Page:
U.S. target of sustained cyber-espionage campaign

China is trying to infiltrate American business computers to find data for economic gain, according to a national security document obtained by the Washington Post.

China is the top cyberthreat to the U.S. and has been intensifying attacks on U.S. businesses to identify data that will help the country gain economically, according to a recently obtained national security document.

Over the past five years, the Chinese have focused their efforts on businesses operating in finance, technology, and aerospace, among others, according to the Washington Post, which published information from the National Intelligence Estimate (NIE), a document that includes data and analysis from all U.S. intelligence agencies. The Post obtained information related to the report from unidentified individuals.

The cyberwar between the U.S. and China has been well-documented. The countries have not publicly said that they're targeting each other, but both sides have said that they're being hit with cyberattacks. It's also been widely believed that China has been attempting to access corporate information for its gain.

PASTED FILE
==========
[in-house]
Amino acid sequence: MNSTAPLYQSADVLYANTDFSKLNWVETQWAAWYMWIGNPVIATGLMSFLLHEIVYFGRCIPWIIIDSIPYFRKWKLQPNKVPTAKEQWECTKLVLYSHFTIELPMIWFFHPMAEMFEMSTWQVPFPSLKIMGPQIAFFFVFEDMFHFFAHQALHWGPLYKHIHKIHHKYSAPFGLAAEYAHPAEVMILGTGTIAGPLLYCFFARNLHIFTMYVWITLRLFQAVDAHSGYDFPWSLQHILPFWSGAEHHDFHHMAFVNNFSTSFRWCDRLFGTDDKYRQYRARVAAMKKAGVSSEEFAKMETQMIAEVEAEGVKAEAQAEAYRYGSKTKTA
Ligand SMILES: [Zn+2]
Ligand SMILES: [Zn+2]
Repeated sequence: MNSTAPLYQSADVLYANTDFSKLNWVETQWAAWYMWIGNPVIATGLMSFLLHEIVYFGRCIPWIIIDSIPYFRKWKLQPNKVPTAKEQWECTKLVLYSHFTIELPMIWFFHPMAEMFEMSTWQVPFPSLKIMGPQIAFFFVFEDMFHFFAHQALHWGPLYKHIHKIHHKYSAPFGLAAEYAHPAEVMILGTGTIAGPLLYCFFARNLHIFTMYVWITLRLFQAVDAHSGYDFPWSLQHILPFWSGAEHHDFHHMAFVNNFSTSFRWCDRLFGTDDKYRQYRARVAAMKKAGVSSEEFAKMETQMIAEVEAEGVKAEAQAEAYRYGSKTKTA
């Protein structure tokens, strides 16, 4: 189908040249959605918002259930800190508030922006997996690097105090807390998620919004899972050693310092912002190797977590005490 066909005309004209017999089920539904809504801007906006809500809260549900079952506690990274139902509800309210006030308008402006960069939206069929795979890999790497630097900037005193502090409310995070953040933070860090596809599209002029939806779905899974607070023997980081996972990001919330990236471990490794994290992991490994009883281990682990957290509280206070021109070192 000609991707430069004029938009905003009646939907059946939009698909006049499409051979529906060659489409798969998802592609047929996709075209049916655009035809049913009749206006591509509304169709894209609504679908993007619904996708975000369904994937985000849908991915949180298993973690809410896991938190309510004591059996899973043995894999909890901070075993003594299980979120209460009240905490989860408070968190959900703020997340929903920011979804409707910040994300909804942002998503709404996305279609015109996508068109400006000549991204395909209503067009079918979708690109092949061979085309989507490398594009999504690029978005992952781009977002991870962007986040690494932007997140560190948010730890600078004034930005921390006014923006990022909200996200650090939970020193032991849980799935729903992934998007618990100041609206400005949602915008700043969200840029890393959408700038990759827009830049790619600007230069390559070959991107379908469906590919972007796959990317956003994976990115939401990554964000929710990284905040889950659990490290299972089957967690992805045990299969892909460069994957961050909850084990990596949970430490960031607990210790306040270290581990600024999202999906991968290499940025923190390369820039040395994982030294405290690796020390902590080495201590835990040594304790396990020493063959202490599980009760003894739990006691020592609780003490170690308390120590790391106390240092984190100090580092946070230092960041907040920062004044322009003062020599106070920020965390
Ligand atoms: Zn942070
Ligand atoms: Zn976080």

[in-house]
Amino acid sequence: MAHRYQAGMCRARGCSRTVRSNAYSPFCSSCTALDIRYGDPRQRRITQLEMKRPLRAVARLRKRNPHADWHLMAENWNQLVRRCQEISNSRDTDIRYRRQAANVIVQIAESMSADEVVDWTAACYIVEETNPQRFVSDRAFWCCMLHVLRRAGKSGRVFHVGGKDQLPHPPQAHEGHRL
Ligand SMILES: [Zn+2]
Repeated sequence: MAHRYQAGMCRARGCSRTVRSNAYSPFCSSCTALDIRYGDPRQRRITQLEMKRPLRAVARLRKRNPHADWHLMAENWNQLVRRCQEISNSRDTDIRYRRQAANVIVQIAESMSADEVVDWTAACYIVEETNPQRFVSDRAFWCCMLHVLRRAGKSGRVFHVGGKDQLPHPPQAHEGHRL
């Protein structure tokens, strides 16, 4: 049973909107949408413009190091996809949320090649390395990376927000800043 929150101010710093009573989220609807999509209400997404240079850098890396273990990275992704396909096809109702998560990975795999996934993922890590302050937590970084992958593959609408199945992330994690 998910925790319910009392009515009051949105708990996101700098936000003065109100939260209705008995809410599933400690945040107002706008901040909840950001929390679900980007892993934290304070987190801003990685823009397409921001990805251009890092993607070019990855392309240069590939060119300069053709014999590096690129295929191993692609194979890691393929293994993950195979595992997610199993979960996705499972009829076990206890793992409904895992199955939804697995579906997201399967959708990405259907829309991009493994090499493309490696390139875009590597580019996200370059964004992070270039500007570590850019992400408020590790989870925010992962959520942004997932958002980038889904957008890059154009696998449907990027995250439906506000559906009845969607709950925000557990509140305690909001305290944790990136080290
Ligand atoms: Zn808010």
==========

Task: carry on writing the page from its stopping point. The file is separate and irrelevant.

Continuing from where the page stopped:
Interestingly, China might not be the only threat the U.S. faces. According to the Post, the NIE says Russia, Israel, and France have all conducted cyber-espionage efforts aimed at economic efforts in the U.S. Still, China's efforts are most frequent.

The NIE is one of the most secretive documents in the U.S. government and its existence has often been the subject of debate. In a statement to the Post, in fact, a spokesman for the Office of the Director of National Intelligence said that the agency does "not discuss or acknowledge the existence of NIEs unless directed to do so."

The latest NIE comes less than two weeks after the Associated Press reported that the Obama administration wanted a full assessment of the risk China poses. Based on that information, the administration will decide how best to respond to China's attacks.

About the author

Don Reisinger is a technology columnist who has covered everything from HDTVs to computers to Flowbee Haircut Systems. Besides his work with CNET, Don's work has been featured in a variety of other publications including PC World and a host of Ziff-Davis publications.

 

ARTICLE DISCUSSION

Conversation powered by Livefyre

Don't Miss
Hot Products
Trending on CNET

Hot on CNET

CNET's giving away a 3D printer

Enter for a chance to win* the Makerbot Replicator 3D Printer and all the supplies you need to get started.